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Something to ease the fear


The first reaction was alarm. Oh, no, they're doing it again!

Who could be blamed for reacting that way to the Jaguars' rush of free-agency signings late last week? After all, this is a team that was forced to give away its best players a year ago to relieve itself of its self-imposed financial burden. Now, they're doing it again. Didn't they learn their lesson?

It was the question almost every fan and every sportswriter asked this past Saturday, when the Jaguars announced they had signed veteran defensive end Hugh Douglas to a contract that included a $6 million signing bonus. That made it $11,125,000 the Jaguars had spent in bonus money in a three-day period. Whoa!

Say this about the Jaguars: They don't scare easily and they want to win very badly.

You could also say this is a team that suffers from a serious lack of patience and you could complain credibly that the Jaguars still haven't learned the fundamental NFL concept of taking one step back to take two steps forward. They are perfectly logical reactions to this spending spree. After all, wasn't this supposed to be a rebuilding year?

Well, it isn't now. No owner spends $11 million in bonus money in three days to go 6-10. So, if you're inclined to ask, "Can the Jaguars make the playoffs this season?" the answer is, "That's the idea."

And, you know, that's not such a crazy notion. If the Bears can go from 13-3 to 3-13, why can't the Jaguars go from 6-10 to 10-6? At the end of next season, we may all be proclaiming the Jaguars' new regime a stroke of Wayne Weaver's genius. Or petitioning the court to freeze Weaver's assets.

As risky as the Douglas signing would seem to be, Jaguars salary cap boss and lead negotiator Paul Vance protected the team from salary cap disaster by structuring the deal in such a way that the Jaguars could get out from under it in the third year, if Douglas turns out not to be the player the Jaguars expect him to be.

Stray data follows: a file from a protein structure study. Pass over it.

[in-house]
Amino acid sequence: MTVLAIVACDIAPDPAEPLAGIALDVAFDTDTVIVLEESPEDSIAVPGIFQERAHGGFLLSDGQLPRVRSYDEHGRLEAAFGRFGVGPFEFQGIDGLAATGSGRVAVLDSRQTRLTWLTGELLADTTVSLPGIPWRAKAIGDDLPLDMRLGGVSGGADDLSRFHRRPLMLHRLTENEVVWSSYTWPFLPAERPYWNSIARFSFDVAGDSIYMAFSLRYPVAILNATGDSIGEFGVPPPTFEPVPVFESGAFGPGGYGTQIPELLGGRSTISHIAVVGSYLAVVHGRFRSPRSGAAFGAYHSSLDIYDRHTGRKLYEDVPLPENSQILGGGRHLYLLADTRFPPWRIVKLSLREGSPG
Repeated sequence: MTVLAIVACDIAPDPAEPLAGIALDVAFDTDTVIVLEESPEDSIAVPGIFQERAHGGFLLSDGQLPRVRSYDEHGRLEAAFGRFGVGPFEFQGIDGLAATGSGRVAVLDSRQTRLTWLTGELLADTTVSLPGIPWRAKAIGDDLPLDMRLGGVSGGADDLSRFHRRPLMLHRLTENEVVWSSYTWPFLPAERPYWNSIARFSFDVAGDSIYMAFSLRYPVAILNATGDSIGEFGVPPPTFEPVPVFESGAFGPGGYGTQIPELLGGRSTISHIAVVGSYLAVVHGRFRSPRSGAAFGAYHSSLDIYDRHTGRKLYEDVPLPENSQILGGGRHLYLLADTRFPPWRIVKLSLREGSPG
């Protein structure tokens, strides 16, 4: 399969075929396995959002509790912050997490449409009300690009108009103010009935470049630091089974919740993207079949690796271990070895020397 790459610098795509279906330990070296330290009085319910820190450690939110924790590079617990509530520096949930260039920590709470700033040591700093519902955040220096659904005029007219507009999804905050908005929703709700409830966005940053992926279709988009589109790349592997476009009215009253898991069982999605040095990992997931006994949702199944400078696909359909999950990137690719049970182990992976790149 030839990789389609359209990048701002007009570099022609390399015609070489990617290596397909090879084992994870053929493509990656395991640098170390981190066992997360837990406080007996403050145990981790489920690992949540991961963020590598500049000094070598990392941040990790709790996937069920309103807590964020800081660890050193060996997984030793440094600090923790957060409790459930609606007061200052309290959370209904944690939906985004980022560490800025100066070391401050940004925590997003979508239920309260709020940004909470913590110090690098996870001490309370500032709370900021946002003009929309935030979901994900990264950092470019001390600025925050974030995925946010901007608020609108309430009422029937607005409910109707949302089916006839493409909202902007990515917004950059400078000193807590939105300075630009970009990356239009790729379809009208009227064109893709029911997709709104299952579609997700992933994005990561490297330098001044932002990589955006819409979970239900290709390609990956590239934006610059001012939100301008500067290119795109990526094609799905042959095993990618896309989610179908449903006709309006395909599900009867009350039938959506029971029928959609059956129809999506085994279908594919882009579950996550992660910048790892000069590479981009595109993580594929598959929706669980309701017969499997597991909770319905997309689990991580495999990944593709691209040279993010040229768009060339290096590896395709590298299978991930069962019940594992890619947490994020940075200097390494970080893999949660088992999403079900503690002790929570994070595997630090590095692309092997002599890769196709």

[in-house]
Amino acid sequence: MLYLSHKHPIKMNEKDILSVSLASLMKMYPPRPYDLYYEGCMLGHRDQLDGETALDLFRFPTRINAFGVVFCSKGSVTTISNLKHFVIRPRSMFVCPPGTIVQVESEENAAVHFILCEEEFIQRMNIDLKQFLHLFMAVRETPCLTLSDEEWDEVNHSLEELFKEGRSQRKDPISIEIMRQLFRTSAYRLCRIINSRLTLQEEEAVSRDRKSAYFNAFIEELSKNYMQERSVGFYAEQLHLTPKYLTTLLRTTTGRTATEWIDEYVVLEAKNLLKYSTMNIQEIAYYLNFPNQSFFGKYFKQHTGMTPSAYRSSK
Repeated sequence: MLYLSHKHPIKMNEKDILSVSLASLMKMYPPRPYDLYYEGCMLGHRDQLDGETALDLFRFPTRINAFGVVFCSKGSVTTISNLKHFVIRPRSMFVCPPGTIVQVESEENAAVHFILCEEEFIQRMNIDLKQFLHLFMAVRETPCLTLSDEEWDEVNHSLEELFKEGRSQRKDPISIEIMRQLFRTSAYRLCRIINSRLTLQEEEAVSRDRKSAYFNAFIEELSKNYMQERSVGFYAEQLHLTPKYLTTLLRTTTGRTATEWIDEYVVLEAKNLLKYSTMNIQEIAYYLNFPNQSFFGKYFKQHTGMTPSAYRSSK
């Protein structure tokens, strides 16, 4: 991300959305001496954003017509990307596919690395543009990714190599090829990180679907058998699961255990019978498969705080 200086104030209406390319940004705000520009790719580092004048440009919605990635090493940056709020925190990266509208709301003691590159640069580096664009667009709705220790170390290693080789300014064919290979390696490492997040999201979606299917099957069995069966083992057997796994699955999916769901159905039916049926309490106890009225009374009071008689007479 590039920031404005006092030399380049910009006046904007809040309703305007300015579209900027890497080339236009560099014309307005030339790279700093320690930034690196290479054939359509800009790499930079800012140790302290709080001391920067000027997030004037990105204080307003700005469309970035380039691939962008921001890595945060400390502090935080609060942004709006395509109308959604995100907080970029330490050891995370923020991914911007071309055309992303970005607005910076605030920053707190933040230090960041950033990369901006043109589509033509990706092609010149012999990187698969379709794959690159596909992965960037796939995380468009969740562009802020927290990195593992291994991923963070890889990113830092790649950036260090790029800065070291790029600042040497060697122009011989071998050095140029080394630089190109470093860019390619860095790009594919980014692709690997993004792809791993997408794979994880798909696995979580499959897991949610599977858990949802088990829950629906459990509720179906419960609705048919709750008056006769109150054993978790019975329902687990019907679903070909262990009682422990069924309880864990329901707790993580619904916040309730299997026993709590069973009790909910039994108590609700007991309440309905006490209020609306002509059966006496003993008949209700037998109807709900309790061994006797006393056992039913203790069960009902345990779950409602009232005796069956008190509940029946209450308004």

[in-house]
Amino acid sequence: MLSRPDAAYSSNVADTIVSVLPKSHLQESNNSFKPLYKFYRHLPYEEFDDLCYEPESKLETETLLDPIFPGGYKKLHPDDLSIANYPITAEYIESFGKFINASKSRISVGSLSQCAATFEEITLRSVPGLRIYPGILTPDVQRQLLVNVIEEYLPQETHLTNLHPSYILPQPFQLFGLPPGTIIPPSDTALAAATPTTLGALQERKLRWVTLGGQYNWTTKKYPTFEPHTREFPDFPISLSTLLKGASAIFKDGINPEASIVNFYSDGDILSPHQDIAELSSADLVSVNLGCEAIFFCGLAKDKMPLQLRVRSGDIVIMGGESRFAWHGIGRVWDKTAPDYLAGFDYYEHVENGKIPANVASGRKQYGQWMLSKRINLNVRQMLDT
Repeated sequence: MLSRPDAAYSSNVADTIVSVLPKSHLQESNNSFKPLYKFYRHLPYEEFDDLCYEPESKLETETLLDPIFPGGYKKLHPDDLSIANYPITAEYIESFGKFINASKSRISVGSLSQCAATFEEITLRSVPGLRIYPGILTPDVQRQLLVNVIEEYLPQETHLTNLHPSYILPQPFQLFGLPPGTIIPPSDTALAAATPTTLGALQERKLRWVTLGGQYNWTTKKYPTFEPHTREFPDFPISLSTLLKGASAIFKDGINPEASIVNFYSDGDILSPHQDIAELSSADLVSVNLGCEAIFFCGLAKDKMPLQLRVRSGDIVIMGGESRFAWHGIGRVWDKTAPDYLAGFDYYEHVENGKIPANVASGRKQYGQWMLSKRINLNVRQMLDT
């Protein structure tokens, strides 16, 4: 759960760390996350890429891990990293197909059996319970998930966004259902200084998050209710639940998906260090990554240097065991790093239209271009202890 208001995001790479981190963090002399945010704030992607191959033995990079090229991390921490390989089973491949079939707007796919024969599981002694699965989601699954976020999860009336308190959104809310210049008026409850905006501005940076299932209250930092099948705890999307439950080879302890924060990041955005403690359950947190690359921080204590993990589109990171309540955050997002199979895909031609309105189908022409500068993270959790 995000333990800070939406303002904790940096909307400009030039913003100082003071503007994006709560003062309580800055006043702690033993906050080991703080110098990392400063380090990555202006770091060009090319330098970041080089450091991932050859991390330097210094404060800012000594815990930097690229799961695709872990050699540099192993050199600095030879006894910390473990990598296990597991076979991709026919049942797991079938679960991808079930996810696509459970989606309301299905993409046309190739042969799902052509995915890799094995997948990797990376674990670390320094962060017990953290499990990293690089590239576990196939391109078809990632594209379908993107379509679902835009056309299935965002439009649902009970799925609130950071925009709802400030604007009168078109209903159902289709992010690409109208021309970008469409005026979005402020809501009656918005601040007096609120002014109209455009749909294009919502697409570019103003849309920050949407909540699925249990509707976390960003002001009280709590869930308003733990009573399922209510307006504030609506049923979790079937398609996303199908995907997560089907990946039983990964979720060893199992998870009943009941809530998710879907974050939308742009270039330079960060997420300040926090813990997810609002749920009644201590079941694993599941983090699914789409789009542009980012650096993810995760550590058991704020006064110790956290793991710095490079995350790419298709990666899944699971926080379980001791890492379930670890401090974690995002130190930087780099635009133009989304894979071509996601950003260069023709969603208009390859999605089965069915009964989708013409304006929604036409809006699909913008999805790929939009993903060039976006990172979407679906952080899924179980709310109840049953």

Vance did the same with the Mike Peterson deal. Simply put, in each case the player's salary in year three exceeds his remaining amortization, which means releasing the player would provide cap relief.

It was the opposite formula that originally plunged the Jaguars into the flames of salary cap hell. In those days, the Jaguars' formula was to convert everything to bonus money and push as much of it as possible into the future. Then, the future became the present.

Go ahead, be frightened that the Jaguars are doing it again. It's healthy to have that kind of respect for the salary cap. But this is not the same situation. This team may not have learned how to accept the inevitability of rebuilding, but it has at least learned how to structure contracts responsibly. The challenge is to maintain that discipline.

It's expected the team will soon announce a re-structured Mark Brunell contract that will include an extension. And we'll again learn more about this team's new salary cap resolve.

But, for now, we'll give a thumbs-up to this unexpected rush of spending. Douglas is a top-notch pass-rusher. More than that, he's a true effort guy. He plays hard. He's great in the locker room. He's everything you could want in a veteran leader.

All of that comes from no less an authority than Tom Modrak, who became the Eagles' general manager in 1998, the same year Douglas was acquired by Philadelphia in a trade with the Jets.

"The first year I was there we went 3-13 and it was a really tough year. As soon as the year was over he came into the office and said, 'All I care about is getting a ring. I'll play linebacker or defensive end.' That said a lot about him to me," Modrak said of Douglas.

Modrak believes Douglas is a good acquisition by the Jaguars. "Yeah, I do," Modrak said. "You can't measure veteran leadership. He's always an upbeat personality. That stuff gets contagious, and when you're trying to put something together; he'll be one of the guys up front for Jack (Del Rio) and 'Shack' (James Harris). I can talk about (Douglas) a lot because I really like him," Modrak added.

They are words that help ease the fear.

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